Of course, the reality here is not much of a surprise. If Grenell responds at all, any substantive response will be given in a private, classified way that means the public will not find out the answers to most of these questions. But take it from someone who has been reading these letters for many years now: each of those questions reveals exactly what the answer is almost certainly going to be. The FBI’s warrantless backdoor searches of your internet surfing habits is likely to be much broader and more widespread than most people expect. And it’s likely that if your IP gets snarfed up in a search, it means that they can look through not just your web surfing, but everyone who shares the network with you. Without a warrant.

Even in a normal time this should be a huge scandal. But it never is because no matter which President is in charge, it seems like they all agree that warrantless surveillance of Americans is important and should be expanded. But it’s particularly ridiculous in these times, when you have a large chunk of Congress that has no reason to believe the DOJ won’t abuse its powers for partisan political purposes, and the other large chunk of Congress insisting that the evil “deep state” FBI has been illegally spying on them and their friends.

Under such conditions, it should be fairly obvious that Congress should slap a warrant condition on any slurping up browsing history. And yet, that’s just not happening.

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Comments on “As Congress Looks To Give FBI Broad Powers To Sniff Through Your Browsing History Sans Warrant, Wyden Asks ODNI How Often It's Used”

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8 Comments
Anonymous Coward says:

How can anyone with an iota of sense justify this behavior? The USA is supposed to be a Democratic Country, built on privacy and freedom! It fought against countries that wanted to remove those qualities yet is now, more than ever, doing exactly what those other countries tried to do! How about the NSA, FBI and all manner of other ‘3 letter agencies’ begin spying on (and it is exactly that!) members of Congress and see how they like it! It’s oh, so easy to say it’s ok to do something to someone else when you think you are exempt! It’s also very easy to turn a country into a Police State when you can say ‘I’m a Congressman, you cant take me to court’!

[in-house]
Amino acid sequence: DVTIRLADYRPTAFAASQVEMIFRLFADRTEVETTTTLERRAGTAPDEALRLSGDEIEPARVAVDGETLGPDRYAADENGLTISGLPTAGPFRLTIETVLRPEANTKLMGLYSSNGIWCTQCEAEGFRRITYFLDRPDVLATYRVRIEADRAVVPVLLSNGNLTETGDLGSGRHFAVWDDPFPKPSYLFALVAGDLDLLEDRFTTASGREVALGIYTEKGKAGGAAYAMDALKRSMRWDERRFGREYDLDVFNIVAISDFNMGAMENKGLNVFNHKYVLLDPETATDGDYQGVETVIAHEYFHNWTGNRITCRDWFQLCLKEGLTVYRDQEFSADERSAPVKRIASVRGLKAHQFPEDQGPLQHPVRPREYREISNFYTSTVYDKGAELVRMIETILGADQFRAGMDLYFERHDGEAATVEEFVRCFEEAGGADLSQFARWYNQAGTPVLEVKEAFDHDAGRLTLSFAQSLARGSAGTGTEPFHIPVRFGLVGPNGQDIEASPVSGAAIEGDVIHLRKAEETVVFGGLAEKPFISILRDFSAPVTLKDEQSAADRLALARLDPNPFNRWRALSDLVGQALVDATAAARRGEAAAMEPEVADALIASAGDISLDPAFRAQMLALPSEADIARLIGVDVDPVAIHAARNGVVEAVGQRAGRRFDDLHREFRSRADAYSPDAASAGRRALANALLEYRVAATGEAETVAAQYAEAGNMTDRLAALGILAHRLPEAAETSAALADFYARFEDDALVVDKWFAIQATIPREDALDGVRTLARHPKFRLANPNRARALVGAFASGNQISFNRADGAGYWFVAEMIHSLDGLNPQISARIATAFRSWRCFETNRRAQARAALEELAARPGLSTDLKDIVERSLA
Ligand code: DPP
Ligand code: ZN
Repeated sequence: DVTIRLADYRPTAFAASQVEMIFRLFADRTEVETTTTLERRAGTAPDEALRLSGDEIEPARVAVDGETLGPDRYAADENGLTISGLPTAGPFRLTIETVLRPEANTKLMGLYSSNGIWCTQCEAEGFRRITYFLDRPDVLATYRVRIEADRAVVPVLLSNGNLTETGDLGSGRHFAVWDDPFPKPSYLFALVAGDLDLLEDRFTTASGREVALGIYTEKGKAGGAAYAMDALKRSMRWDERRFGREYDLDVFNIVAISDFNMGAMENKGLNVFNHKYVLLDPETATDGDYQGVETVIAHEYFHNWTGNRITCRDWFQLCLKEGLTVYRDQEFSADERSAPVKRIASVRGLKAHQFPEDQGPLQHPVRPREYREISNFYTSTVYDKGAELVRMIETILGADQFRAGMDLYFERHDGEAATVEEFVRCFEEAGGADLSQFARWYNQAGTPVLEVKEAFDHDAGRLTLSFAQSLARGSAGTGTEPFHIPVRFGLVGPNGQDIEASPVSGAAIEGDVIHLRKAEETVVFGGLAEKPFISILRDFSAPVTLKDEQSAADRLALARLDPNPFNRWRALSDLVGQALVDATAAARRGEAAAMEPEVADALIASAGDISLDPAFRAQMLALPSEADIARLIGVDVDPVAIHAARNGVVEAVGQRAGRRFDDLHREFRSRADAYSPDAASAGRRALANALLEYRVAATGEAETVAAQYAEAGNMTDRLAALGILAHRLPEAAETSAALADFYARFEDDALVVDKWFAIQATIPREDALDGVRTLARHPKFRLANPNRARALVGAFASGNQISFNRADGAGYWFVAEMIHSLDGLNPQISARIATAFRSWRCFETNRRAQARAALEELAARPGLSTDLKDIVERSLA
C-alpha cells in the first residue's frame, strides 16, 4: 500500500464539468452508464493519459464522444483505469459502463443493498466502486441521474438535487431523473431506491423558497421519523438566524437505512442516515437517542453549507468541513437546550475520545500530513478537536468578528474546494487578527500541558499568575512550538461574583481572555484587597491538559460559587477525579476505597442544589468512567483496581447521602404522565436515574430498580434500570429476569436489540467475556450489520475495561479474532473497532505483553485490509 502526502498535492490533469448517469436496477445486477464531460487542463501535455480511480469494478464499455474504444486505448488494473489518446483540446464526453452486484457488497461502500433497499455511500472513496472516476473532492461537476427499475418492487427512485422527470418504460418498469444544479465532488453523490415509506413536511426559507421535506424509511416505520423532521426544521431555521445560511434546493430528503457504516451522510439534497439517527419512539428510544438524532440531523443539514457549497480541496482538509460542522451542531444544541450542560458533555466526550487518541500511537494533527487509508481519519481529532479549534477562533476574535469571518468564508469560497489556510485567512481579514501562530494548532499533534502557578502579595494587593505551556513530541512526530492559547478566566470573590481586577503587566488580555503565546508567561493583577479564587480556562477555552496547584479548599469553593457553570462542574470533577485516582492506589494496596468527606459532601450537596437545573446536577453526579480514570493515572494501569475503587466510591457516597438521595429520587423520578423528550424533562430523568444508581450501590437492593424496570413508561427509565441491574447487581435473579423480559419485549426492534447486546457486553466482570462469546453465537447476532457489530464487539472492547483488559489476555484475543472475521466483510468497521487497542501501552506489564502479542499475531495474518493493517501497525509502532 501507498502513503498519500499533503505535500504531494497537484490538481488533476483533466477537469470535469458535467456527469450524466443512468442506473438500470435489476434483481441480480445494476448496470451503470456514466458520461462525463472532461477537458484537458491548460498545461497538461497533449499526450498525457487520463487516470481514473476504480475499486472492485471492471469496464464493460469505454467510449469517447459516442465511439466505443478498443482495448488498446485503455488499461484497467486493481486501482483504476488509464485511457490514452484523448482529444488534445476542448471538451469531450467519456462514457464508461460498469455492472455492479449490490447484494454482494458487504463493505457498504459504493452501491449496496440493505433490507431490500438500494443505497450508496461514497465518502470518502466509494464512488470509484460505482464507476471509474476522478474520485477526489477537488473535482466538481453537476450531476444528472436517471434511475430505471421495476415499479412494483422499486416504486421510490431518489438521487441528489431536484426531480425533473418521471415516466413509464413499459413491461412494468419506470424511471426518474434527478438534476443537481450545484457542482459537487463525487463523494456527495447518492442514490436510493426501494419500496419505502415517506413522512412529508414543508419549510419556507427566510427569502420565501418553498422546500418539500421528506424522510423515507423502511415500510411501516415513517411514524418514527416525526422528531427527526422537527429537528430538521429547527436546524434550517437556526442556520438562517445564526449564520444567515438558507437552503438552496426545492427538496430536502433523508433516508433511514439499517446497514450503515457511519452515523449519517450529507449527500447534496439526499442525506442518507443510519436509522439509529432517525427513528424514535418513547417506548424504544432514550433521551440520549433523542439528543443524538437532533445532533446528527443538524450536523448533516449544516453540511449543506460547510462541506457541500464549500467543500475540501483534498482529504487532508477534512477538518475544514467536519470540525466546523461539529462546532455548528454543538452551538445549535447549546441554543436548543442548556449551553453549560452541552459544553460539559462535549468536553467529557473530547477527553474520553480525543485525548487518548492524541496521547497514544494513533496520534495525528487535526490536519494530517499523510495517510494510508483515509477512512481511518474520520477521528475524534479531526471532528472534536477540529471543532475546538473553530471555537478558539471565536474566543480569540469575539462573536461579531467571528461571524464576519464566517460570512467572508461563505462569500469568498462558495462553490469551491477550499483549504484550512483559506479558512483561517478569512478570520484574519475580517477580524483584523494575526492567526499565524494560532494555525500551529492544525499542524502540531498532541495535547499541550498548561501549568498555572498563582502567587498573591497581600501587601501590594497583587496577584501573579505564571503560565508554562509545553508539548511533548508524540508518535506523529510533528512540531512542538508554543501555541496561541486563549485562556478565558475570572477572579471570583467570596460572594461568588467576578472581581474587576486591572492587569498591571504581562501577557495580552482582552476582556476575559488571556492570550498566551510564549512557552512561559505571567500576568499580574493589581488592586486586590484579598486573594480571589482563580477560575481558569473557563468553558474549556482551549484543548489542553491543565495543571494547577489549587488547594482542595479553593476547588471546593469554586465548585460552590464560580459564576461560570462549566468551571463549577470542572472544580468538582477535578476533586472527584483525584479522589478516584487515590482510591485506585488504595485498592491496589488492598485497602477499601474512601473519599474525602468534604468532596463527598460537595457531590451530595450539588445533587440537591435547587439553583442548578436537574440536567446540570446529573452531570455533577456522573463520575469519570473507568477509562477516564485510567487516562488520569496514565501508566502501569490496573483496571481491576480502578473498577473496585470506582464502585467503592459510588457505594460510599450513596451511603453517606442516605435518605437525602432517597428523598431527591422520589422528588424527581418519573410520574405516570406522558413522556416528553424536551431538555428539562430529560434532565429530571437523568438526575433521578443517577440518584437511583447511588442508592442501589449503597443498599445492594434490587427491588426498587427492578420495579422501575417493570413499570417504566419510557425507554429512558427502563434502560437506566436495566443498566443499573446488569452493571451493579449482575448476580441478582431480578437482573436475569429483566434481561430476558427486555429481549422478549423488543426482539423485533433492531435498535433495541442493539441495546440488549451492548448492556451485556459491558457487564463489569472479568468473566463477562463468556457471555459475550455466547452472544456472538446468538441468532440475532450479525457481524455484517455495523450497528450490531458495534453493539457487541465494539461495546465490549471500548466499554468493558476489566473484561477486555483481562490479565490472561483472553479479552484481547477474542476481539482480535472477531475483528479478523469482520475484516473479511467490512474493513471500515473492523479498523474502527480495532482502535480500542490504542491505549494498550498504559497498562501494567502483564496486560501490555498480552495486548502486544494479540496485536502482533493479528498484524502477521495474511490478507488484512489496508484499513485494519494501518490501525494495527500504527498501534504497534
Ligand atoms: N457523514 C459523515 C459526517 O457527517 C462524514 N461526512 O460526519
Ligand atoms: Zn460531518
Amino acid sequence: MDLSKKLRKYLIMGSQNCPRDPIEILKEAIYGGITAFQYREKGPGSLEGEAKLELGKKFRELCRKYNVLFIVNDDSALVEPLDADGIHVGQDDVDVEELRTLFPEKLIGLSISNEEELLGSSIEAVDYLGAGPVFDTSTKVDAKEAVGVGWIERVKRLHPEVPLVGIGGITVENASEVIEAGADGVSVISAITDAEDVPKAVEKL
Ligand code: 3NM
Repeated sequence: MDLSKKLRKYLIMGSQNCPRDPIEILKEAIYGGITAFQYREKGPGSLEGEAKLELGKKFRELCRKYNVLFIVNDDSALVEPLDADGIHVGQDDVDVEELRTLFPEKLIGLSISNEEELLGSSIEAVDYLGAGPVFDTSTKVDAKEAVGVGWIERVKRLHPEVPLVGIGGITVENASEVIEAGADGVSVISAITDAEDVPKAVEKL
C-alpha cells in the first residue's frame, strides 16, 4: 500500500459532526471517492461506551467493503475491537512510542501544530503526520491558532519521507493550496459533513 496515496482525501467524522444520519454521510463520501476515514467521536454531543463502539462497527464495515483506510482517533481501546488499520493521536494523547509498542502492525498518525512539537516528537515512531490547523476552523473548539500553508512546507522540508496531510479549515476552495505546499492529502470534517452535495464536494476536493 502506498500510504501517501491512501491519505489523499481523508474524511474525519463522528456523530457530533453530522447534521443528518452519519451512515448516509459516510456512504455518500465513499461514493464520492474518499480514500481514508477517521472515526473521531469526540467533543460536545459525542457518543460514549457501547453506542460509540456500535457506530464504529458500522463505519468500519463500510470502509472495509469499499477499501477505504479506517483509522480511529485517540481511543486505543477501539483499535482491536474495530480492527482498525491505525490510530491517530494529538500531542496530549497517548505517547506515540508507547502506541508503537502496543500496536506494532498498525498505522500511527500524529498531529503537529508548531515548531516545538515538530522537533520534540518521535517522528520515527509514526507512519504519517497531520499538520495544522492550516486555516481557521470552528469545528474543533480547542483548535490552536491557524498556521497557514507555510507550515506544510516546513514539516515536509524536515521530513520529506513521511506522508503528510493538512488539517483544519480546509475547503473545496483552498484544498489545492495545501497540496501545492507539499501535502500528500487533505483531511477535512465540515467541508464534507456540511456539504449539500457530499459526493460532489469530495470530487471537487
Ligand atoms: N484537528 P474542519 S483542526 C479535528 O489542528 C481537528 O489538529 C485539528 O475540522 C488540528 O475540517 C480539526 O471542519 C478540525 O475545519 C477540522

Anonymous Coward says:

I Fail To See ...

I fail to see how anybody (caveat: except members of the FBI) in the USA, from all political spectrums, still think the FBI is a valid, legitimate, competent law enforcement organization.

What they did at Ruby Ridge and Waco should’ve been enough to send hundreds of them to prison for life, and dozens of them to the gas chamber. One would think them allowing 11 SEP 2001 to happen would’ve been enough to fire all of them and rebuild the org from scratch. But the icing on the cake has been the sheer malevolence and anti-Americanism of the organization since 2016, running a putsch from within the federal power structure.

The FBI no longer protects American citizens from the enemy; the FBI is the enemy of American citizens.

Upstream (profile) says:

We must do our part

Please, everyone, use Tor whenever possible. It is not difficult and not as slow as it used to be. And if you need to access a web site that prohibits Tor connections, use a VPN. Riseup Networks (free) and ProtonMail (free tier) both have VPNs that can likely be trusted. I am sure there are more. And while GPG / PGP is still a bit geeky and a nuisance to set up, it provides encrypted email. Once set up it is a breeze to use. The hardest part is getting the people you wish to email to use it, also. Ditto for Signal phone messaging. We all need to make anonymity and privacy the default to the greatest extent possible, and that requires us making an effort (even though we shouldn’t have to).